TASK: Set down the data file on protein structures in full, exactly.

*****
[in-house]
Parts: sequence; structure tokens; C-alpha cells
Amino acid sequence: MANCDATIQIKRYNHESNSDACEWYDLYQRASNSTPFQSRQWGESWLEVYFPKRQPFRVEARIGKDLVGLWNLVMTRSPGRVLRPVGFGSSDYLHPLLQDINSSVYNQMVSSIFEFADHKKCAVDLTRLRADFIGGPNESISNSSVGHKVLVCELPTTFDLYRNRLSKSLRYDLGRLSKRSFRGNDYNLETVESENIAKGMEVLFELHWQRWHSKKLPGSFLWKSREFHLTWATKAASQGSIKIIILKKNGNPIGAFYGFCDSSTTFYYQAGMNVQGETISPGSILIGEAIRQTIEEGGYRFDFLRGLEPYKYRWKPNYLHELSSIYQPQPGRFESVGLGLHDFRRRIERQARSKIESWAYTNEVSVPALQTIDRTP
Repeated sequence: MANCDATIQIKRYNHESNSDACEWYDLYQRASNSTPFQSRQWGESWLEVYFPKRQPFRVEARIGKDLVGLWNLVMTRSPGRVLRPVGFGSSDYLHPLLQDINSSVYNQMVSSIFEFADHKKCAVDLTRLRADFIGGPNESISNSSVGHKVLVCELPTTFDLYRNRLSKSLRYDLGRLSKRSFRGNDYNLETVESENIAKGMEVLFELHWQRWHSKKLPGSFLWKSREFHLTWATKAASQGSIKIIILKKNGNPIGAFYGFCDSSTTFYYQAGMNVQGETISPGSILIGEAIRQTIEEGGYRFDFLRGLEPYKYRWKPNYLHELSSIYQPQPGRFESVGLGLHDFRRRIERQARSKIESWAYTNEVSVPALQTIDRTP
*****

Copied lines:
[in-house]
Parts: sequence; structure tokens; C-alpha cells
Amino acid sequence: MANCDATIQIKRYNHESNSDACEWYDLYQRASNSTPFQSRQWGESWLEVYFPKRQPFRVEARIGKDLVGLWNLVMTRSPGRVLRPVGFGSSDYLHPLLQDINSSVYNQMVSSIFEFADHKKCAVDLTRLRADFIGGPNESISNSSVGHKVLVCELPTTFDLYRNRLSKSLRYDLGRLSKRSFRGNDYNLETVESENIAKGMEVLFELHWQRWHSKKLPGSFLWKSREFHLTWATKAASQGSIKIIILKKNGNPIGAFYGFCDSSTTFYYQAGMNVQGETISPGSILIGEAIRQTIEEGGYRFDFLRGLEPYKYRWKPNYLHELSSIYQPQPGRFESVGLGLHDFRRRIERQARSKIESWAYTNEVSVPALQTIDRTP
Repeated sequence: MANCDATIQIKRYNHESNSDACEWYDLYQRASNSTPFQSRQWGESWLEVYFPKRQPFRVEARIGKDLVGLWNLVMTRSPGRVLRPVGFGSSDYLHPLLQDINSSVYNQMVSSIFEFADHKKCAVDLTRLRADFIGGPNESISNSSVGHKVLVCELPTTFDLYRNRLSKSLRYDLGRLSKRSFRGNDYNLETVESENIAKGMEVLFELHWQRWHSKKLPGSFLWKSREFHLTWATKAASQGSIKIIILKKNGNPIGAFYGFCDSSTTFYYQAGMNVQGETISPGSILIGEAIRQTIEEGGYRFDFLRGLEPYKYRWKPNYLHELSSIYQPQPGRFESVGLGLHDFRRRIERQARSKIESWAYTNEVSVPALQTIDRTP